Cad. Saúde Pública vol.23 suppl.3

ARTIGO ARTICLE

The relevance of social network analysis on
the epidemiology and prevention of sexually
transmitted diseases
Importância da análise de redes sociais na
epidemiologia e na prevenção das doenças
sexualmente transmissíveis

André Reynaldo Santos Périssé 1,2
José Augusto da Costa Nery 3,4

1 Escola Nacional de Saúde
Pública Sergio Arouca,
Fundação Oswaldo Cruz,
Rio de Janeiro, Brasil.
2 Institute of Human Virology,
University of Maryland,
Baltimore, U. S. A.
3 Instituto Oswaldo Cruz,
Fundação Oswaldo Cruz,
Rio de Janeiro, Brasil.
4 Universidade Gama Filho,
Rio de Janeiro, Brasil.

Correspondence
A. R. S. Périssé
Departamento de Ciências
Biológicas, Escola Nacional
de Saúde Pública Sergio
Arouca, Fundação
Oswaldo Cruz.
Rua Leopoldo Bulhões 1.480,
Rio de Janeiro, RJ
21041-210, Brasil.
aperisse@ensp.fiocruz.br

Abstract

Introduction

Historically, the epidemiology of sexually transmitted diseases (STD) has been based on individual attributes and behavior. However, STD
constitute a good example of diseases that depend on personal contacts for dissemination.
Social network analysis is a relatively new technique that studies the interactions among people. Since 1985 when it was first used for STD,
some studies have been done using the technique, especially in the last 10 years. The two
network-based designs, sociocentric or complete
networks and egocentric or personal networks,
are currently recognized as important tools for
a better understanding of STD’s dynamic. Here
an overview is presented of social network analysis: the technique, its use, and its limitations.
Ethical considerations regarding social network
analyses are also briefly discussed

According to the World Health Organization
(WHO), there were approximately 340 million
new cases of sexually transmitted diseases (STD)
worldwide in 1999 1. If just the prevalence of curable STD, such as gonorrhea and chlamydia, are
included, there were an estimated 116.5 million
cases. There are no data available for Brazil, as
these diseases do not require compulsory notification. WHO data for Brazil indicate that there
are around 12 million new cases of STD per year.
A study carried out at the Serviço de Dermatologia at the Santa Casa da Misericórdia do Rio
de Janeiro [Dermatology Department, Rio de
Janeiro Mercy Hospital] between January 1999
and January 2002 found that among the 395 patients examined, there was a prevalence of 13%
for syphilis and 43% for condyloma acuminata,
among other STDs evaluated (data not shown).
Taking into consideration that these figures may
be underestimates, it can be concluded that, in
spite of the efforts being made to control and
prevent STDs, they are, in general, spreading
worldwide, bringing with them all the associated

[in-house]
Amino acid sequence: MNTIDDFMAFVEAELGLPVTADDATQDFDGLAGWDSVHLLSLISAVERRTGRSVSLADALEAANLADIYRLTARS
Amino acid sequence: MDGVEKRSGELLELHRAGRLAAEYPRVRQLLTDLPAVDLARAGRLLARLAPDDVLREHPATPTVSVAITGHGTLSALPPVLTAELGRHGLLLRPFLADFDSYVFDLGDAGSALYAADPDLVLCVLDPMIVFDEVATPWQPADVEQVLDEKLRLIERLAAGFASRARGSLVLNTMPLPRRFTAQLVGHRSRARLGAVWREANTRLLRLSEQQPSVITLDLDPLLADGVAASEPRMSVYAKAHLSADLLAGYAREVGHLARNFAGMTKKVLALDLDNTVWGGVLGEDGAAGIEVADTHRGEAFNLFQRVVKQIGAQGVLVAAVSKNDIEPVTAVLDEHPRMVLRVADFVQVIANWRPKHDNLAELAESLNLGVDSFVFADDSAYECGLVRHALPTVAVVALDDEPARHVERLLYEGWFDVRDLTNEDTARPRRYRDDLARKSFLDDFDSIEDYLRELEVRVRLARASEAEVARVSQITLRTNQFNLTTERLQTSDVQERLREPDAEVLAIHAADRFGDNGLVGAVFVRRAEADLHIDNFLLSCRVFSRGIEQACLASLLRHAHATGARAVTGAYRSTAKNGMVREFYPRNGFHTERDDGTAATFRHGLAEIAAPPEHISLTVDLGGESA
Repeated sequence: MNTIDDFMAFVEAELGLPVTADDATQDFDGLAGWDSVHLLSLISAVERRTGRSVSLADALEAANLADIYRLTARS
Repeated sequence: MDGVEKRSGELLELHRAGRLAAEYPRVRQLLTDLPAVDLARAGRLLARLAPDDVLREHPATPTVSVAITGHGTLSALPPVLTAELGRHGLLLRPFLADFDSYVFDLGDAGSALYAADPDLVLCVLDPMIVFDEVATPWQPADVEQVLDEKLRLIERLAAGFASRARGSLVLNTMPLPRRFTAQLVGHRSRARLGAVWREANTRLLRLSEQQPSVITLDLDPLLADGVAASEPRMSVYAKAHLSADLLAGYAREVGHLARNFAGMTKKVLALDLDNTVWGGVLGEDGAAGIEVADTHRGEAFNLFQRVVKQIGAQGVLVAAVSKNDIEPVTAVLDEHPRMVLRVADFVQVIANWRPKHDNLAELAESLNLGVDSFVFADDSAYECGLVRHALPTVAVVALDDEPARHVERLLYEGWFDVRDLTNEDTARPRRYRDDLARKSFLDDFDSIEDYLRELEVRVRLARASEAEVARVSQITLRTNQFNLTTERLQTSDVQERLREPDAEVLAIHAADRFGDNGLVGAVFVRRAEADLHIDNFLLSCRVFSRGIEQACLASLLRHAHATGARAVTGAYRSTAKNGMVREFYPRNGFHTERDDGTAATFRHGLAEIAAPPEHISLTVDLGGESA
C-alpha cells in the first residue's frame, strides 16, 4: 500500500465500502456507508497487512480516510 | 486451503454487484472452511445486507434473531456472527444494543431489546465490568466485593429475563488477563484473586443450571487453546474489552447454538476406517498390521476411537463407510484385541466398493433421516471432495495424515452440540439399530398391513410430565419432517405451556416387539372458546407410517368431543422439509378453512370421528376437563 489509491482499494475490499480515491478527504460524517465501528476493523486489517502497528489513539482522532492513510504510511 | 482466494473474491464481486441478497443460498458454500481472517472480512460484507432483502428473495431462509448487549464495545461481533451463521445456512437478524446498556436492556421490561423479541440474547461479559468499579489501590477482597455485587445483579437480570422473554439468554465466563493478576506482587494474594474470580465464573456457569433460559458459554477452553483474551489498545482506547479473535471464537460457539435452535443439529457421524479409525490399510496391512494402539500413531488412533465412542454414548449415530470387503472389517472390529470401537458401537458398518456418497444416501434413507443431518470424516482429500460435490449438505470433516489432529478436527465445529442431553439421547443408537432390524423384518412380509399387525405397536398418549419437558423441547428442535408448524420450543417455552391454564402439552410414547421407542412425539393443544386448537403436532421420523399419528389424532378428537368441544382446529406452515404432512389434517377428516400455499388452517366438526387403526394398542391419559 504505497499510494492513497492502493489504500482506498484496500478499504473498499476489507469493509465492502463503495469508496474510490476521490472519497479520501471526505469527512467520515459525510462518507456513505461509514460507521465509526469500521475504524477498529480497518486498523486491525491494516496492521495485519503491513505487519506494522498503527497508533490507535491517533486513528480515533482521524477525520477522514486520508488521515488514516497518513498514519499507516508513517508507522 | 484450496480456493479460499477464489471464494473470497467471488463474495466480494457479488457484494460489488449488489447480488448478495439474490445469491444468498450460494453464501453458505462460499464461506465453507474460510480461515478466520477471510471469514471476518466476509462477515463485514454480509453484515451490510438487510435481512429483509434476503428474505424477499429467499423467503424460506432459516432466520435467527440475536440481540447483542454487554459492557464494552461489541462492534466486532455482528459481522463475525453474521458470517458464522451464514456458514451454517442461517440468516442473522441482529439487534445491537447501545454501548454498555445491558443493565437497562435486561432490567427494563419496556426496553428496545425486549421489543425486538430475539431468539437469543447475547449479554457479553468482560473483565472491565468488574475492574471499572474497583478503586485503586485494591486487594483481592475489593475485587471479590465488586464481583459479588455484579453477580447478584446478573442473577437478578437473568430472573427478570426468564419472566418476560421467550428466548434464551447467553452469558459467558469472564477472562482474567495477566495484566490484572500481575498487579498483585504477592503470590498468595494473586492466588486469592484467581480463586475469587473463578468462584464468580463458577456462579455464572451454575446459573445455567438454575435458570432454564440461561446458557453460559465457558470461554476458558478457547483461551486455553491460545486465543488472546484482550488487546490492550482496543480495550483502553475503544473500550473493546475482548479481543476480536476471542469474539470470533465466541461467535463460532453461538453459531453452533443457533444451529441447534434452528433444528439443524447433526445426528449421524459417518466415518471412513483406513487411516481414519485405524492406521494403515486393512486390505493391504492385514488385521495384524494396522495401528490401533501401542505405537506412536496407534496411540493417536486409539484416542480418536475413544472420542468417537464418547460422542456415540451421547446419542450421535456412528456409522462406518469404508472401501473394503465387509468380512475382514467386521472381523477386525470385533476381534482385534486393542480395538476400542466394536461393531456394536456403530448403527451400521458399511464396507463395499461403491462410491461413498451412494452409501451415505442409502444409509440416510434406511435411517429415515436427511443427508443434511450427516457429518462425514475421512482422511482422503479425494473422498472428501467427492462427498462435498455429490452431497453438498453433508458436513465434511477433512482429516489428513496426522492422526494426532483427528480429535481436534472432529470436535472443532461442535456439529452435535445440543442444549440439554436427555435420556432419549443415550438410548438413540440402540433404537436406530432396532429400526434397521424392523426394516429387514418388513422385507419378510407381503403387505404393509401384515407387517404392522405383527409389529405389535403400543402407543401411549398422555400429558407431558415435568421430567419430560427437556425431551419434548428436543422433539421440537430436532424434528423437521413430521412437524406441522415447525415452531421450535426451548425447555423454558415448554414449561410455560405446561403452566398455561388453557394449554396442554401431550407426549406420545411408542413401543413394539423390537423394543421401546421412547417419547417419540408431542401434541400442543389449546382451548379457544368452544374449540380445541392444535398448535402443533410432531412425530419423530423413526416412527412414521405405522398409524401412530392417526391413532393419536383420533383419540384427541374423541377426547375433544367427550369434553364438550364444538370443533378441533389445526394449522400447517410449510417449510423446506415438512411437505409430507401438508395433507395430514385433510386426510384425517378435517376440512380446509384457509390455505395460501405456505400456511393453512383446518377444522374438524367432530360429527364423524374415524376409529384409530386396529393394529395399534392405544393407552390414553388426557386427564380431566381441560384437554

health problems. In this context new epidemiological techniques that aid in the prevention of
STDs could be a great help in the attempt to control these diseases.
Since 1985, when Klovdahl presented his
study which is considered to be the first one to
employ the analysis of social networks in the

Sexually Transmitted Diseases; Communicable
Disease Prevention; Community Networks

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study of STD, various other researchers have
dedicated themselves to this technique with the
object of encountering new tools to help in the
understanding of the dynamics and prevention
of STD. There have been various studies analyzing the social network and demonstrating its relevance for STD research, including those already
carried out, and ongoing studies, especially in
the United States. Recently, in Brazil, Barbosa et
al. 2 carried out a review of the subject, probably
the first group to approach it in Brazil. This article
will attempt an overview of the subject, giving
a technical description, and describing its uses
and current applications as well as its limitations.
Ethical considerations related to social network
analysis will also be touched on briefly.

Analysis of the social network
Historically STD epidemiology has been based
on individual attributes and behaviors, attempting to identify those who could get an infection.
However, a basic premise of STD is that a person
without a sexual partner does not acquire it. In
other words contact between people is the most
basic factor for transmission to occur. Epidemiological techniques normally employed for study
of STDs do not take into account in their analysis the contributions that interactions between
people have on the probability of dissemination
of STDs; only individual risks for acquiring them
are analyzed.
A social network consists of a series of individuals or groups connected by links that represent some kind of relationship (e.g. friendship)
or interaction (e.g. sexual) 3. The investigation
of social networks permits an evaluation of the
influence that the connections between people
have in the transmission of a given disease. In
this type of study, information about each individual, or, in the terminology of the social network, about characteristics related to egos, is collected. Afterwards, information is collected about
those people that have some kind of relationship
with the egos. These individuals constitute the
neighborhood of each ego. The concept of neighborhood employed in social network analysis is
graph theory, where adjacent points are points
connected by a line and all the points that one
point is connected with constitute a neighborhood. In this definition there are no specific
types of interaction that are going to depend on
a scientific question to be answered. In the case
of sexual networks, the social network analysis
could include regular partners, casual partners